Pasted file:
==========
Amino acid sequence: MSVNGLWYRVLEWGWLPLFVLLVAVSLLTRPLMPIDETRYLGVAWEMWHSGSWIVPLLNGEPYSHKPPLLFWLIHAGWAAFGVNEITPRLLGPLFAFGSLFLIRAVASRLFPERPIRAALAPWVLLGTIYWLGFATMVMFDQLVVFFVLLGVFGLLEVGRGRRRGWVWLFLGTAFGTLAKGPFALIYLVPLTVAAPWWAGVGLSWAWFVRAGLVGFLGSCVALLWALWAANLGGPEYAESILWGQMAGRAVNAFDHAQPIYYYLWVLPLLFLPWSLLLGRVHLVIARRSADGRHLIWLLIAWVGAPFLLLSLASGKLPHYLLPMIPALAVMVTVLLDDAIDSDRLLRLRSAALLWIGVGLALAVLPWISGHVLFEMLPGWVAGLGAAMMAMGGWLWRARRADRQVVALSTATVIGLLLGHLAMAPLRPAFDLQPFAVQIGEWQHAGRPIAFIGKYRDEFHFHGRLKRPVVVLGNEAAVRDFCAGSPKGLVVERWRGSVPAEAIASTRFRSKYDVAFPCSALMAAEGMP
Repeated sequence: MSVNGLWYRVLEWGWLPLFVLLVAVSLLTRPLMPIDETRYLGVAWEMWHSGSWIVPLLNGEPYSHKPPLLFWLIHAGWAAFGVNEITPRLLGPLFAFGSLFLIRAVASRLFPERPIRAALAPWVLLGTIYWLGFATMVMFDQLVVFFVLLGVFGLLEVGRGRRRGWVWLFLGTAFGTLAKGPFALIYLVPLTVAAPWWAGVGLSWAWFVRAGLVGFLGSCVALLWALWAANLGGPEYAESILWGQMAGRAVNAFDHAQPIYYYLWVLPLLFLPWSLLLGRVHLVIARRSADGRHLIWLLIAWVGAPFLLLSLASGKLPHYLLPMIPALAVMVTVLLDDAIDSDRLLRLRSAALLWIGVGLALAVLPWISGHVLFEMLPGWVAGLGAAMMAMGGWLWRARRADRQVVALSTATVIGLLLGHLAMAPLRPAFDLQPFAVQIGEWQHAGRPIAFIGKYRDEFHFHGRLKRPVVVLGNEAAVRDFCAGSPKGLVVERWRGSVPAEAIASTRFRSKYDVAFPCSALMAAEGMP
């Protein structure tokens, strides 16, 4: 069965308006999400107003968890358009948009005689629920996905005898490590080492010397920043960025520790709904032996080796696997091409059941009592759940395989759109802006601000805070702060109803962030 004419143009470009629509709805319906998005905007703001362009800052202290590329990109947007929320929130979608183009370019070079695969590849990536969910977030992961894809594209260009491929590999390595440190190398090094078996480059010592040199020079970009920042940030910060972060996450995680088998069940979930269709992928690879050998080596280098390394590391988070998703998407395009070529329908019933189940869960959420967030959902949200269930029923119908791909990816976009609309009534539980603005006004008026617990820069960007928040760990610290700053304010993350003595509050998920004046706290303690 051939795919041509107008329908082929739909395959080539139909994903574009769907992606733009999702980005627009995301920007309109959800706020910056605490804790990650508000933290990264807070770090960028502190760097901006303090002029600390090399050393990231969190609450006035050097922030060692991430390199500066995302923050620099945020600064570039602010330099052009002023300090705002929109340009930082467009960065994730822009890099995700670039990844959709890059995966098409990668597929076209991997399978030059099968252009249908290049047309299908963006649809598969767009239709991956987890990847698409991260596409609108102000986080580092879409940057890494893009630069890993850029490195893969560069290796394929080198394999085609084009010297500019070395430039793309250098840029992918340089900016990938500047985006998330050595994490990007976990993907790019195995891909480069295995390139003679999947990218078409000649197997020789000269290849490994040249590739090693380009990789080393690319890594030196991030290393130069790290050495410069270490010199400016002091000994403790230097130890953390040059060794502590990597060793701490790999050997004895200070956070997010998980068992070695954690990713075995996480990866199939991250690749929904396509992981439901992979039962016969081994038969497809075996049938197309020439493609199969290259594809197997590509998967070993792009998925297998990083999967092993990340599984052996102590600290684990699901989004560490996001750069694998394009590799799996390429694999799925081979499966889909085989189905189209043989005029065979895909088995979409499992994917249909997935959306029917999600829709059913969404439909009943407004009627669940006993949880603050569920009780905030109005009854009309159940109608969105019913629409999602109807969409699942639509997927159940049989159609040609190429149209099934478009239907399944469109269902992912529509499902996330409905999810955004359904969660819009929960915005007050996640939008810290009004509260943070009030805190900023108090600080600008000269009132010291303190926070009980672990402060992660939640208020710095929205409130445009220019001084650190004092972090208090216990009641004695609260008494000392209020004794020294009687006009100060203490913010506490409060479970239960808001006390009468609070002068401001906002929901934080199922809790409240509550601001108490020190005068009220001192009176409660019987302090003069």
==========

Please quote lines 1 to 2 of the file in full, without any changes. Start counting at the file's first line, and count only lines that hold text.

Amino acid sequence: MSVNGLWYRVLEWGWLPLFVLLVAVSLLTRPLMPIDETRYLGVAWEMWHSGSWIVPLLNGEPYSHKPPLLFWLIHAGWAAFGVNEITPRLLGPLFAFGSLFLIRAVASRLFPERPIRAALAPWVLLGTIYWLGFATMVMFDQLVVFFVLLGVFGLLEVGRGRRRGWVWLFLGTAFGTLAKGPFALIYLVPLTVAAPWWAGVGLSWAWFVRAGLVGFLGSCVALLWALWAANLGGPEYAESILWGQMAGRAVNAFDHAQPIYYYLWVLPLLFLPWSLLLGRVHLVIARRSADGRHLIWLLIAWVGAPFLLLSLASGKLPHYLLPMIPALAVMVTVLLDDAIDSDRLLRLRSAALLWIGVGLALAVLPWISGHVLFEMLPGWVAGLGAAMMAMGGWLWRARRADRQVVALSTATVIGLLLGHLAMAPLRPAFDLQPFAVQIGEWQHAGRPIAFIGKYRDEFHFHGRLKRPVVVLGNEAAVRDFCAGSPKGLVVERWRGSVPAEAIASTRFRSKYDVAFPCSALMAAEGMP
Repeated sequence: MSVNGLWYRVLEWGWLPLFVLLVAVSLLTRPLMPIDETRYLGVAWEMWHSGSWIVPLLNGEPYSHKPPLLFWLIHAGWAAFGVNEITPRLLGPLFAFGSLFLIRAVASRLFPERPIRAALAPWVLLGTIYWLGFATMVMFDQLVVFFVLLGVFGLLEVGRGRRRGWVWLFLGTAFGTLAKGPFALIYLVPLTVAAPWWAGVGLSWAWFVRAGLVGFLGSCVALLWALWAANLGGPEYAESILWGQMAGRAVNAFDHAQPIYYYLWVLPLLFLPWSLLLGRVHLVIARRSADGRHLIWLLIAWVGAPFLLLSLASGKLPHYLLPMIPALAVMVTVLLDDAIDSDRLLRLRSAALLWIGVGLALAVLPWISGHVLFEMLPGWVAGLGAAMMAMGGWLWRARRADRQVVALSTATVIGLLLGHLAMAPLRPAFDLQPFAVQIGEWQHAGRPIAFIGKYRDEFHFHGRLKRPVVVLGNEAAVRDFCAGSPKGLVVERWRGSVPAEAIASTRFRSKYDVAFPCSALMAAEGMP